Sermons

Sep. 8, 2019 – sermon

Posted by on Tue, Sep 10, 2019 in Season after Pentecost, Sermons

Harsh as it sounded just now, our gospel continues from last week with Jesus’ teaching on priorities, and where we place the needs of our souls in that list of priorities. Yet to hear Jesus’ say we are unable to be his disciples unless we ‘hate’ mother and father, sister and brother, and so on, feels in direct contrast to his gospel of love. The word hate here doesn’t connote ‘feelings’ though, it’s not about an emotion of hate at all, rather about how we act and think of one thing as more important than another. This reading refers to placing people and possessions in order after what is most important; faithfully following the Holy One. Last week Mother Ann spoke of Augustine’s realization that he and fellow Christians had put too much trust in the material things that fall victim to moths and rust.

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Sep. 1, 2019 – sermon

Posted by on Sun, Sep 1, 2019 in Season after Pentecost, Sermons

Recently I had some banking to do, and ended up waiting longer than expected to see the manager.  As I settled into a chair, I picked up a copy of the local paper, and began skimming.  A business logo caught my eye—a heart, encircled by a ribbon of letters that spelled out “seeking,” expressing the lyrical notion of Heart Seeking. Catchy. The logo aligned with the photo of a beaming life coach, as he described himself, a guide for hire who would lead me to conscious self-empowerment, and a flow of personal energy. Wow!

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Aug. 25, 2019 – sermon

Posted by on Sun, Aug 25, 2019 in Season after Pentecost, Sermons

The 11th Sunday after Pentecost (Proper 16C) August 25, 2019 Amazing Grace If you’d like to sing along with me, that would be ok.  It might be tempting. Atlantic tempests were gusting wildly through the spring of 1748, and the latest storm sent shivers down the spine of even a seasoned sailor like John Newton.  He and a fellow crewman were set to furiously cranking the bilge pump, forcing gallons of onrushing seawater back out of the keel. They paused only once—to lash their own bodies to the base for fear of being swept away. Though not a religious man, at the height of the storm John...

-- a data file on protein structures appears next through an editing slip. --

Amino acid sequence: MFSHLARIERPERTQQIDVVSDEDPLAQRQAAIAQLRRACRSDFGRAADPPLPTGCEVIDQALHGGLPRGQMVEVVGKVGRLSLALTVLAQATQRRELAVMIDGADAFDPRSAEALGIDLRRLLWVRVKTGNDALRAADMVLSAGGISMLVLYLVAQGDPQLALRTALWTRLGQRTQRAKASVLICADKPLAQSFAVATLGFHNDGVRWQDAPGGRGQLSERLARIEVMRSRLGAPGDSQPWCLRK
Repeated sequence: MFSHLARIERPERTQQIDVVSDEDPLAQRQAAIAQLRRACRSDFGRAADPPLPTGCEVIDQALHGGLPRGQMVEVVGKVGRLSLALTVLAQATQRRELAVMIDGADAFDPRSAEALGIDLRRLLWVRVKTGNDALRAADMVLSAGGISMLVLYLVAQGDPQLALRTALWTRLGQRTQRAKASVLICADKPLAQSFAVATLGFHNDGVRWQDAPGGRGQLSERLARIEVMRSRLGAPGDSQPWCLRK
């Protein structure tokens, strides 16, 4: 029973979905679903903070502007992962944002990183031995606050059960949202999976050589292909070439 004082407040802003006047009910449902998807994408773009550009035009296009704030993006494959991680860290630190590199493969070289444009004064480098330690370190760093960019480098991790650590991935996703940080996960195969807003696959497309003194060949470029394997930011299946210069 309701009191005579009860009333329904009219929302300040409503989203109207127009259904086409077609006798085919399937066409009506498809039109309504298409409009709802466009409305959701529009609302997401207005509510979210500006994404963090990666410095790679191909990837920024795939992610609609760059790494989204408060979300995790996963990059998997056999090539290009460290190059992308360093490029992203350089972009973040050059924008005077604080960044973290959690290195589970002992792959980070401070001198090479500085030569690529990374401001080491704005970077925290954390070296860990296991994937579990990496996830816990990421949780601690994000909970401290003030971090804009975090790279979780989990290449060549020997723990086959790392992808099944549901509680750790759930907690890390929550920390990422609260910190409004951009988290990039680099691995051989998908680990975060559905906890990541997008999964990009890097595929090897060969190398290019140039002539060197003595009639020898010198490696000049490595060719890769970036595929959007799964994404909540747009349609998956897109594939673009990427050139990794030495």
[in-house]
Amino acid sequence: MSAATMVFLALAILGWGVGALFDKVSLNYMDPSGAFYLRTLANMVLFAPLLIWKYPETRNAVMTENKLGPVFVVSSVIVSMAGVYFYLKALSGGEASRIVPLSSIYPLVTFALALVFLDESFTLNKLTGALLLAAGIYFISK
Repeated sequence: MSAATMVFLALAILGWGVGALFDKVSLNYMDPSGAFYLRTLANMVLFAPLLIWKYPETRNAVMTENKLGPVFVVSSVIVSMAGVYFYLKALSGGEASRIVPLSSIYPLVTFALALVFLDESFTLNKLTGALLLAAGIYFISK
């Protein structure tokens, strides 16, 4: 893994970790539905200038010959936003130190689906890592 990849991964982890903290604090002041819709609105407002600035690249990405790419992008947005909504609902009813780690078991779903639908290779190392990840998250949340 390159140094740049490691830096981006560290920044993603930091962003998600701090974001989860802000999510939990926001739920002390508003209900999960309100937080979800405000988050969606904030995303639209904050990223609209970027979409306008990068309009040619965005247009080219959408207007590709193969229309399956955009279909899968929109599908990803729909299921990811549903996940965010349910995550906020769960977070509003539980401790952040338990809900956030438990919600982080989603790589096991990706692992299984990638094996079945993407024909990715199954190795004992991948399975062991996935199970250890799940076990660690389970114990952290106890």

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Aug. 18, 2019 – sermon

Posted by on Sun, Aug 18, 2019 in Season after Pentecost, Sermons

Today a good deal more is known about what it takes for forests to thrive. Researchers have discovered concentric rings of charred bark in old growth timber, spaced roughly at 5-10 year intervals.  The rings signify a recurrent pattern of brief, self-limiting flames, which healthy, established trees easily survived. The pattern fades early in the 20th century, as the Forest Service starts suppressing these spontaneous burns. No longer are surplus seedlings naturally razed, nor breathing room renewed between trunks. Meanwhile nature-loving homeowners are pressing deeper and deeper into the thickening forests, even as searing summer droughts are turning the undergrowth into tinder. In 2018 the inevitable happens: the Paradise wildfire roars to life in California, and devours an entire town. 

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Aug. 11, 2019 – sermon

Posted by on Sun, Aug 11, 2019 in Season after Pentecost, Sermons

Early in the life of the Church, everyone wanted to know when Christ would be returning.  Believers told and retold the story of his Ascension, and his solemn promise to come again in glory and reign forever.  Every day their eyes scanned the horizon, in hopes of glimpsing his approach among the clouds.  But since no one could say how long they’d have to wait, as time passed their convictions flickered.  Today we are still watching and waiting as they did, striving to trust in Christ’s promises to us, even when they are not yet fulfilled. This is where our faith lives, in the stretches of time between the stresses of the here and now, and our eternal hope.

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Aug. 4, 2019 – sermon

Posted by on Sun, Aug 4, 2019 in Season after Pentecost, Sermons

In our New Testament reading today, Paul commends new Christians for their growing faithfulness.  For some time now he has been watching them struggle against old habits which formerly set them at odds to God. Now he is seeing them strive toward inspired new behaviors that draw them closer. It doesn’t happen overnight, so each morning they take a deep breath, and begin the work again.  ‘You have stripped off your old self and all your old habits,’ he encourages them, ‘and clothed yourselves with a new self, reflecting the image of your Creator! Way to go!’

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